The American Farm Bureau Federation on Sunday signed an agreement with Deere and Co. that is designed to let farmers and independent mechanics identify and repair problems with Deere equipment. The deal stops short of enabling farmers to modify equipment.  

A memorandum of understanding between the nation’s largest farm organization and Deere “will ensure farmers everywhere are able to repair our own equipment,” AFBF President Zippy Duvall told delegates to the group’s annual convention in San Juan, Puerto Rico. 

“You will have access to the diagnostic tools and information you need. And you’ll get it at a fair and reasonable price,” he said. 

The MOU comes as equipment manufacturers are under pressure from the Federal Trade Commission to address consumer “right to repair” concerns, including lack of access to equipment software. President Biden signed an executive order in 2021 directing the FTC to create new regulations preventing “unfair anticompetitive restrictions.”

“This is just the beginning of a process," Duvall said. "We will meet regularly with John Deere to discuss solutions to the challenges farmers are facing in repairing their equipment.

“It has been a long journey to get here. I couldn’t be more proud of the team that negotiated the agreement. And I hope John Deere is the first of many farm equipment companies we can come to an agreement with.” 

The six-page MOU, which was signed by Duvall and David Gilmore, Deere's senior vice president of sales and marketing, says the agreement is intended to "assure the timely availability, on Fair and Reasonable terms, of Tools, Specialty Tools, Software and Documentation originating from Manufacturer, and Data from the operation of Agricultural Equipment originating from Manufacturer." 

But the MOU says the agreement will "assure that no safety controls or protocols on Agricultural Equipment are compromised through the modification of protective measures installed for the benefit of Agricultural Equipment owners, operators and bystanders; assure that the intellectual property of Manufacturer, including copyrighted software, is fully protected from illegal infringement through the modification of Embedded Software; and assure that compliance with federal and state emissions control requirements is not compromised. ..."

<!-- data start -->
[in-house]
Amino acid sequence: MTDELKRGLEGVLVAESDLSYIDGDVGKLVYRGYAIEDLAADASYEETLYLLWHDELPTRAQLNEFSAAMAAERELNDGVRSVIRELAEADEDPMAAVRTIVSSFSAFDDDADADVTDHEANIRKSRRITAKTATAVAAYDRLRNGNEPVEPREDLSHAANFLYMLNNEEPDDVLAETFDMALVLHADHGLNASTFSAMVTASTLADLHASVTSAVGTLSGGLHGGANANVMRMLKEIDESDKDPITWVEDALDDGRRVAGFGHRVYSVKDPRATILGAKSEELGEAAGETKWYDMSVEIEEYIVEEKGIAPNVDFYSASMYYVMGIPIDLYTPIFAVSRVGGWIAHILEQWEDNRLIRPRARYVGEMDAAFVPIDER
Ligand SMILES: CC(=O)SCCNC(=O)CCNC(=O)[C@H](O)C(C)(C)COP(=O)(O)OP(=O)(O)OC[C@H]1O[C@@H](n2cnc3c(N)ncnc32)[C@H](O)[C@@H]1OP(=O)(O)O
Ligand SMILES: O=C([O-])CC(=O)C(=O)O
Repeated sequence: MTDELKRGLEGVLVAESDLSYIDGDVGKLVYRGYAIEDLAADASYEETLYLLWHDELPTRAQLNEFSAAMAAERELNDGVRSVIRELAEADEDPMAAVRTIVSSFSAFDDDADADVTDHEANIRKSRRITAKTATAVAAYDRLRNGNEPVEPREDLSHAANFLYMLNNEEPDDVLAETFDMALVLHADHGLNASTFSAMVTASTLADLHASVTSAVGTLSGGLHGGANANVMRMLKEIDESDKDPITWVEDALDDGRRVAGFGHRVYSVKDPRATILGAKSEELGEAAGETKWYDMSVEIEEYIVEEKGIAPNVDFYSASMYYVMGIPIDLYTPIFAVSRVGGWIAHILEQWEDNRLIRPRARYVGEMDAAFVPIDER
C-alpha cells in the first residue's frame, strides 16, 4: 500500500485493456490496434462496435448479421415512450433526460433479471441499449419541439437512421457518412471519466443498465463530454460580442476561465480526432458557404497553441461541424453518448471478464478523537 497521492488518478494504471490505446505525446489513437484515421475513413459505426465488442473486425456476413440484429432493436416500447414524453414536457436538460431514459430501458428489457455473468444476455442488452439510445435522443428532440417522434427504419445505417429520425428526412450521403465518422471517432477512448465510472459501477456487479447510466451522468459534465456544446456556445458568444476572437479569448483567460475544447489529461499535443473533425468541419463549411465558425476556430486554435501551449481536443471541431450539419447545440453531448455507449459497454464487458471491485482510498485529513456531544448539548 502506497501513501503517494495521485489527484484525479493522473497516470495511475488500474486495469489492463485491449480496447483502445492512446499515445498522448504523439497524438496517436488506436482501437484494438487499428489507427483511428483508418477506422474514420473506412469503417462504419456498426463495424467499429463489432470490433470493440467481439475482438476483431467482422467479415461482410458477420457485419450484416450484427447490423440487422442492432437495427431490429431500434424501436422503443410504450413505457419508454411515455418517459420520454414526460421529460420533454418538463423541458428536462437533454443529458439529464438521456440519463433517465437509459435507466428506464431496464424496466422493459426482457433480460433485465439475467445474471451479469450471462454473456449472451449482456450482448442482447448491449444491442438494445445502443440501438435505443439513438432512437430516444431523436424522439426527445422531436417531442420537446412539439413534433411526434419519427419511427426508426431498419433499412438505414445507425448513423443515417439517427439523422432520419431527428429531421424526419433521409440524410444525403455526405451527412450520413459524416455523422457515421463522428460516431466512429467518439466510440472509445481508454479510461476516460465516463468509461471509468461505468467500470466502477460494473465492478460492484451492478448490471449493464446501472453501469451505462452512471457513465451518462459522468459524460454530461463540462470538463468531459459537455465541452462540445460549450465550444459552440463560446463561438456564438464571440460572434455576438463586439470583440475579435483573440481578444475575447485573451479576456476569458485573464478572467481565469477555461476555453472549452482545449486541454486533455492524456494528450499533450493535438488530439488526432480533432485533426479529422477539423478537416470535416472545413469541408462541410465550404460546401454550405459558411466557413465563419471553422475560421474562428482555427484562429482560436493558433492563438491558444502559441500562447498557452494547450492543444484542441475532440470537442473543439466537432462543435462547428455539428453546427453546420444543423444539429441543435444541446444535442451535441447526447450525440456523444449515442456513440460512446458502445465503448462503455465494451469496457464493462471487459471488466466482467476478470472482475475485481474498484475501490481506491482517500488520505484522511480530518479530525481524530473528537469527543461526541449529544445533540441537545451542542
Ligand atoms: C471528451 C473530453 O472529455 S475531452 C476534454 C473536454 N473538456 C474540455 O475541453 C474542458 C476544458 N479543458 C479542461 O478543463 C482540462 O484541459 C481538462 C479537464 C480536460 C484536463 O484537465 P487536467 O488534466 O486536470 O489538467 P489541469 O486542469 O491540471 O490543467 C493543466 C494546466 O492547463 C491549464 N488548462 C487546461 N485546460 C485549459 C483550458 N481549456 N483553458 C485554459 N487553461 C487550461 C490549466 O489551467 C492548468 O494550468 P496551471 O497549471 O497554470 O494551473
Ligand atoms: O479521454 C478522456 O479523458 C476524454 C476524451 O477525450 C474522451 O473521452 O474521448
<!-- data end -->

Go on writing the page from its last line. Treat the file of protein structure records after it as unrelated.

From Deere’s perspective “the intent of this MOU is actually to formalize the tools and offerings that we provide to our customers today,” said Collin Jones, vice president of U.S. public affairs policy and strategy for Deere. “As you look across the country there's a lot of confusion, a lot of misunderstanding, about what we offer .”

In line with AFBF policy, the agreement won't enable farmers to get data needed to modify equipment, said Sam Kieffer, AFBF vice president for public policy.

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AFBF agreed in the MOU to encourage state Farm Bureaus "to recognize the commitments made in this MOU and refrain from introducing, promoting, or supporting federal or state 'Right to Repair' legislation that imposes obligations beyond the commitments in this MOU."                        

Legislative solutions have proven hard to pass, Kieffer said. "The intent of this MOU was to work directly with the manufacturers to find what it is that producers wanted and needed," he said. 

Elsewhere in his speech, Duvall warned members that they face a significant task in convincing members of Congress to pass a new farm bill that protects programs for producers. 

Eighty-one members of Congress are new this year, and nearly half of all lawmakers weren’t around for development and passage of the 2018 farm bill, he said. 

“We have to put in the extra work to show them why we need to pass the farm bill this year,” Duvall said. 

Duvall reiterated AFBF’s position that federal crop insurance should be protected from cuts and expanded in the bill, and that the nutrition title shouldn’t be severed from the legislation. The Supplemental Nutrition Assistance Program, which will account for about 80% of farm bill spending, is expected to be targeted for cuts when House Republicans take up the legislation.

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